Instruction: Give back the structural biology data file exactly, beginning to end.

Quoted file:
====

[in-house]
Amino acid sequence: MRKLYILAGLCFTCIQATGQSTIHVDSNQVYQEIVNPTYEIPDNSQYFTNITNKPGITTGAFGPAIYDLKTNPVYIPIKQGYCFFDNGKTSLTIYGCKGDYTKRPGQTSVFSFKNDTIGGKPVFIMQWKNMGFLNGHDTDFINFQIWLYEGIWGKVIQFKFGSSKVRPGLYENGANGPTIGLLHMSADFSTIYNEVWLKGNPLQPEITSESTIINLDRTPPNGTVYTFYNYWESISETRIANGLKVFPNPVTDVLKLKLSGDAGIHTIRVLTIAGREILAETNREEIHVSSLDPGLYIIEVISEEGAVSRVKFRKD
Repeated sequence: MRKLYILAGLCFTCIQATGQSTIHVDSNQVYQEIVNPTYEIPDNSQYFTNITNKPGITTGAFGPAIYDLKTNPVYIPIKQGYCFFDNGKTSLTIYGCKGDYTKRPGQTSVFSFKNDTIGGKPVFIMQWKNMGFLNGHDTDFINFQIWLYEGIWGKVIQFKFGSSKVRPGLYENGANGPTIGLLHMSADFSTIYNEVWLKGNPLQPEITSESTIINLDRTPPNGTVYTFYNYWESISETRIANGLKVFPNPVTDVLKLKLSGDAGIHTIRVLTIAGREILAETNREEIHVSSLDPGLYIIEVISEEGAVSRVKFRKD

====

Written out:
[in-house]
Amino acid sequence: MRKLYILAGLCFTCIQATGQSTIHVDSNQVYQEIVNPTYEIPDNSQYFTNITNKPGITTGAFGPAIYDLKTNPVYIPIKQGYCFFDNGKTSLTIYGCKGDYTKRPGQTSVFSFKNDTIGGKPVFIMQWKNMGFLNGHDTDFINFQIWLYEGIWGKVIQFKFGSSKVRPGLYENGANGPTIGLLHMSADFSTIYNEVWLKGNPLQPEITSESTIINLDRTPPNGTVYTFYNYWESISETRIANGLKVFPNPVTDVLKLKLSGDAGIHTIRVLTIAGREILAETNREEIHVSSLDPGLYIIEVISEEGAVSRVKFRKD
Repeated sequence: MRKLYILAGLCFTCIQATGQSTIHVDSNQVYQEIVNPTYEIPDNSQYFTNITNKPGITTGAFGPAIYDLKTNPVYIPIKQGYCFFDNGKTSLTIYGCKGDYTKRPGQTSVFSFKNDTIGGKPVFIMQWKNMGFLNGHDTDFINFQIWLYEGIWGKVIQFKFGSSKVRPGLYENGANGPTIGLLHMSADFSTIYNEVWLKGNPLQPEITSESTIINLDRTPPNGTVYTFYNYWESISETRIANGLKVFPNPVTDVLKLKLSGDAGIHTIRVLTIAGREILAETNREEIHVSSLDPGLYIIEVISEEGAVSRVKFRKD